Turkey’s reaction to Israel’s landmark peace treaty with the United Arab Emirates is a telling commentary on the misguided policies of Turkish President Recep Tayyip Erdogan.
On August 14, a day after the historic agreement was announced by U.S. President Donald Trump in Washington, Erdogan disclosed he had instructed his foreign minister to either suspend Turkey’s relations with the UAE or recall the Turkish ambassador in Abu Dhabi.
Echoing his master’s voice, Erdogan’s spokesman, Ibrahim Kalin, issued a stinging denunciation of the accord, which calls for the normalization of ties between Israel and the UAE. “History will not forget those who betray the Palestinian people and sell out the Palestinian cause,” he said bitterly. “Turkey will continue to stand by the Palestinian people.”
Erdogan and his Islamist government are strong supporters of the Palestinians and frequently denounce Israel. Turkey’s endorsement of Palestinian statehood and a two-state solution is perfectly fine, being in keeping with the international consensus to resolve Israel’s protracted conflict with the Palestinians, but its denunciations of Israel are gratuitous and indicative of its staunchly pro-Palestinian stance.
When Erdogan excoriates Israel’s rapprochement with the UAE, Turkey finds itself in the company of the Islamic Republic of Iran, a disruptive force which continually threatens to wipe Israel off the map and meddles in the affairs of its Arab neighbors.
The Iranian president, Hassan Rouhani, branded the Israel-UAE pact as “a treacherous act” and warned the UAE not to allow Israel to gain a “foothold in the region.” And in a veiled threat, the commander of Iran’s armed forces, General Mohammed Bagheri, put the UAE on notice that it will be responsible for any damage caused to Tehran’s national security.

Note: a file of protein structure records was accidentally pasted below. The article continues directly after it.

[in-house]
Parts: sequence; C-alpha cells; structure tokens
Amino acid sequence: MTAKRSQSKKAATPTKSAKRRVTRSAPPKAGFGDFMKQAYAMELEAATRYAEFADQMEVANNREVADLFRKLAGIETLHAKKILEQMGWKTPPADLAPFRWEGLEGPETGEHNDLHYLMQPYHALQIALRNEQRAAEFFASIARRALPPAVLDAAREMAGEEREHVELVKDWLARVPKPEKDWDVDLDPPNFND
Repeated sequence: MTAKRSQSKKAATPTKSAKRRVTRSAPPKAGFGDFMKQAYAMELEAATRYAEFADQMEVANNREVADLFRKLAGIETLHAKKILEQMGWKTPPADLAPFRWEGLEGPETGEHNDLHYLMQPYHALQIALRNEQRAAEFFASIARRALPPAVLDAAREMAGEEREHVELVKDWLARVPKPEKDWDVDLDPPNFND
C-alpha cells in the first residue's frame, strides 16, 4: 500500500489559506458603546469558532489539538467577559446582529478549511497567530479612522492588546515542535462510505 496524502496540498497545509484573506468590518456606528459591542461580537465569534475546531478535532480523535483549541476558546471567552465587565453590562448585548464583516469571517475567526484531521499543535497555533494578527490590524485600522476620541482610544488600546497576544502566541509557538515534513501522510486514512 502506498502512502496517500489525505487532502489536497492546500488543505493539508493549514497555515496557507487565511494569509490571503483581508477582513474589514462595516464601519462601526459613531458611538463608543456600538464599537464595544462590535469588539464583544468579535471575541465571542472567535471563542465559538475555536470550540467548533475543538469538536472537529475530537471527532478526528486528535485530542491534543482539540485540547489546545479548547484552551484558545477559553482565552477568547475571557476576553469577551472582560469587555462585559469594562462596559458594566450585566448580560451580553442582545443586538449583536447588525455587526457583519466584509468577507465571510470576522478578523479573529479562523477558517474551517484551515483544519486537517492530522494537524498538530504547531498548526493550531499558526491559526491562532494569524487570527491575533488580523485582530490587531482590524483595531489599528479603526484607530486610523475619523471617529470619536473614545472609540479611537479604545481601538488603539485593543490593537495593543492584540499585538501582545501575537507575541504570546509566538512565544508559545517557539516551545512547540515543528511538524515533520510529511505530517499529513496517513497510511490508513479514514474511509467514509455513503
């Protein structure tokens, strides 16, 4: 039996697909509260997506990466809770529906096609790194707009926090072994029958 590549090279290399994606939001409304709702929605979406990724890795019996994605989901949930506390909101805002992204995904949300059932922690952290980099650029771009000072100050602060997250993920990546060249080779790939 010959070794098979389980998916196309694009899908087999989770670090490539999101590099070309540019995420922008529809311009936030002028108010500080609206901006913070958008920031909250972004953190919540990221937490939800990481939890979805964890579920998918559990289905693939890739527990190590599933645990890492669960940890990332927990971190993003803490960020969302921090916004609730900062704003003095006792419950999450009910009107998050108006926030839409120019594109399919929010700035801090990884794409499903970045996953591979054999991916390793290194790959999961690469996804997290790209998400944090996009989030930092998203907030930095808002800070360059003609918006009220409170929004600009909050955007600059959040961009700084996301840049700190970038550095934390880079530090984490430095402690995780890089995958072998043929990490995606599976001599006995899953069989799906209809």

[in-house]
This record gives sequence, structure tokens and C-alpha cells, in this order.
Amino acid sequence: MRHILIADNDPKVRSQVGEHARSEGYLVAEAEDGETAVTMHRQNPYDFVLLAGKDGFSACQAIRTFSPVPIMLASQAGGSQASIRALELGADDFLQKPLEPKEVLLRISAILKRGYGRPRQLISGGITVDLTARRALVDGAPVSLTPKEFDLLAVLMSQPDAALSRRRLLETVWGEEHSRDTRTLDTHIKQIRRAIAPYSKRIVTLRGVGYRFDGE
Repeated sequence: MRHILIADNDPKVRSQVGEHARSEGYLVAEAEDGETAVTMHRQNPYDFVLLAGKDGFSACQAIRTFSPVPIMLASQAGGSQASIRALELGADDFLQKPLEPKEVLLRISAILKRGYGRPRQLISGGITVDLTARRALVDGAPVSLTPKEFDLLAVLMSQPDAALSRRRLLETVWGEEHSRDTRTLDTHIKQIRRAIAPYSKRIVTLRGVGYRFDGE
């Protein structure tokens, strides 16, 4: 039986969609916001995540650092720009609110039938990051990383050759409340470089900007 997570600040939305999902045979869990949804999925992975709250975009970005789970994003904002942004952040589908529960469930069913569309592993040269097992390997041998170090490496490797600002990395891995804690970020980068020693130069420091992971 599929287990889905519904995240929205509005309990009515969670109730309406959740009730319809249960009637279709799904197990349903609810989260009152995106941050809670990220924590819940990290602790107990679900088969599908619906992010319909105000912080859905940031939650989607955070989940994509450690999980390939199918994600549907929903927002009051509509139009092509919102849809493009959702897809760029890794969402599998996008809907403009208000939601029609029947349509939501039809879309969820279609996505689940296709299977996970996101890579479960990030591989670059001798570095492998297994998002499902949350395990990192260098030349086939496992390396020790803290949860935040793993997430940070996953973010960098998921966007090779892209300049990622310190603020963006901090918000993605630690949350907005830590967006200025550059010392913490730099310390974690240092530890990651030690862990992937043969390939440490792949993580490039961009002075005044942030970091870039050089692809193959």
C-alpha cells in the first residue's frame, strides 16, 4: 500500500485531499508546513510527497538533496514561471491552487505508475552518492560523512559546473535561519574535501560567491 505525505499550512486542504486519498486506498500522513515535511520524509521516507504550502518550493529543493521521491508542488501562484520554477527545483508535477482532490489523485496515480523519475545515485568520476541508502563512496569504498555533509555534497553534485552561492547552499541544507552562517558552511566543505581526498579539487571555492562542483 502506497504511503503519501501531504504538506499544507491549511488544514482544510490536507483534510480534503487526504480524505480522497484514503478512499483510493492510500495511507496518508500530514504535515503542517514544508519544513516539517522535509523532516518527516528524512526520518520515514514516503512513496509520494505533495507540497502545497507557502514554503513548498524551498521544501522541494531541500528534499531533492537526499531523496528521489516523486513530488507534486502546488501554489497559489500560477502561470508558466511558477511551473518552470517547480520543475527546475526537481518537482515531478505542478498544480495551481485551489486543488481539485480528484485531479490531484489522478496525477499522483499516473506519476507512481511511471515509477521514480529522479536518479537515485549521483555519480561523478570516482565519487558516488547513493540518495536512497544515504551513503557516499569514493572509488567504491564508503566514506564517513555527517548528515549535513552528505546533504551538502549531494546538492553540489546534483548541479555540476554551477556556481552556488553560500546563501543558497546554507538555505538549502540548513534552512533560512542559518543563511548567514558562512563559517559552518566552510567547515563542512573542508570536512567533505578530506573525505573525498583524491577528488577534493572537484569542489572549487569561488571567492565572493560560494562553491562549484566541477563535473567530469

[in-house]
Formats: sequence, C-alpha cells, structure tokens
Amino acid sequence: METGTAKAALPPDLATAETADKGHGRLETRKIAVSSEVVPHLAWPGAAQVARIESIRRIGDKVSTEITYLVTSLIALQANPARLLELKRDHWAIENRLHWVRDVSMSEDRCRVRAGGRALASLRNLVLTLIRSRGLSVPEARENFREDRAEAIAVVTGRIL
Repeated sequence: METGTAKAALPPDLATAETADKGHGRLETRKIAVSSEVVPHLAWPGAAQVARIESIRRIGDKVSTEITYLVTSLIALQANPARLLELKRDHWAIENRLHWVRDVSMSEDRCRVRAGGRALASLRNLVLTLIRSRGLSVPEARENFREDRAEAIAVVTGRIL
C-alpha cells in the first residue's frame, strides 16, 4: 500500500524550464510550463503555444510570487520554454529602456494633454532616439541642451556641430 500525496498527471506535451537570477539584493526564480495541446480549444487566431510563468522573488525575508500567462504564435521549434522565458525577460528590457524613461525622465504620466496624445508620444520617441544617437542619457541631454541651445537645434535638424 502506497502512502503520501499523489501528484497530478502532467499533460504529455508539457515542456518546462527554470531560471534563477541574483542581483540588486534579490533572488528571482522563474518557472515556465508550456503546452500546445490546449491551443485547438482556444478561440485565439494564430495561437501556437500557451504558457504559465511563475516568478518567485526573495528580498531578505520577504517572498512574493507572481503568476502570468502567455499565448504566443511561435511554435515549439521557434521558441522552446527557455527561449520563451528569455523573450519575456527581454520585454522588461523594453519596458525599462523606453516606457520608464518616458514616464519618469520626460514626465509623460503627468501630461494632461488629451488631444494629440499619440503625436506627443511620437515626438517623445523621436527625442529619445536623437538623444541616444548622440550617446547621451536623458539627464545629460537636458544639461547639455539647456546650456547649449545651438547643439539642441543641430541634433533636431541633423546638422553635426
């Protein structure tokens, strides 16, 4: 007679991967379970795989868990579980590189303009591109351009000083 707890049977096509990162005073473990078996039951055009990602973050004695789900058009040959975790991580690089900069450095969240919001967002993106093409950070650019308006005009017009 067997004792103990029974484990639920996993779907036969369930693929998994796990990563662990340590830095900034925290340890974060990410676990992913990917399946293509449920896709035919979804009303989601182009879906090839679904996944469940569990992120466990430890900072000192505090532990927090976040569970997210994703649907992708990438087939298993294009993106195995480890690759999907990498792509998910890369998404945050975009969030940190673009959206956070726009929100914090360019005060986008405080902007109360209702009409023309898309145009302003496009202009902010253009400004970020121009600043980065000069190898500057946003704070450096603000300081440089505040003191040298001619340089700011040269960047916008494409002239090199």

Contrary to Erdogan’s reasoning, Israel’s treaty with the UAE is a positive development, despite the fact that it leaves the Palestinians out of the equation. In a concession to the UAE, Israeli Prime Minister Benjamin Netanyahu suspended his destructive plan to annex up to one-third of the West Bank, while top-ranking UAE officials urged Israel to resume peace talks with the Palestinian Authority.
Israel’s conflict with the Palestinians lies at the heart of the Arab-Israeli dispute, and it must be settled to the satisfaction of both sides. Netanyahu is certainly not the Israeli leader who will guide this process. As he put it the other day, the agreement demolishes the argument that “no Arab country would agree to make an official and open peace with Israel before a conclusion was achieved in the conflict with the Palestinians.”
Nevertheless, the majority of Israelis realize that a pragmatic accommodation with the Palestinians is of the utmost importance to Israel if it is to rid itself of its occupation of the West Bank and prosper as a democratic Jewish state at peace with its Palestinian neighbors.
In the meantime, Israel’s agreement with the UAE contributes to stability in the wider Middle East, no small achievement in a region torn by endemic political, religious and ethnic conflicts, and opens up the possibility that more Arab states will join the circle of peace.
Turkey, which is currently engaged in a peacekeeping mission in northern Syria and which remains at war with sectors of the Kurdish community, should understand that these developments should be encouraged.
Regrettably, Erdogan fails to grasp this logic, possibly because he and his ruling Islamic party are so hostile to Israel. Nonetheless, Turkey maintains diplomatic relations with Israel to serve its own interests.
Israel, unfortunately, has another problem with Turkey, judging by what appears to be a reliable story in the Telegraph, a reputable British daily.
It reports in its August 13 edition that the Turkish government, much to Israel’s chagrin, has granted citizenship and passports to seven of 12 senior Hamas operatives living in Turkey. This will enable them to travel more freely around the world.
Turkey’s position is hardly surprising. Turkey is warmly disposed toward Hamas, which rejects Israel’s very existence and has fought three wars and countless skirmishes with Israel since its violent takeover of the Gaza Strip in 2007.
Last year, one of Hamas’ most senior officials, Ismail Haniyeh, visited Ankara. At the end of their meeting, Erdogan said that Turkey “will keep on supporting our brothers in Palestine.”
According to the Telegraph, Hamas agents in Turkey engage in fundraising but are also involved in planning attacks against Israel. Turkey flatly denies that it permits such activities on its soil, but the Telegraph article appears plausible.
Turkey, the first Muslim state to recognize Israel, is acting irresponsibly by denouncing Israel’s peace accord with the UAE and supporting Hamas to such a dangerous degree.
Erdogan would be well advised to rethink his antagonistic policies.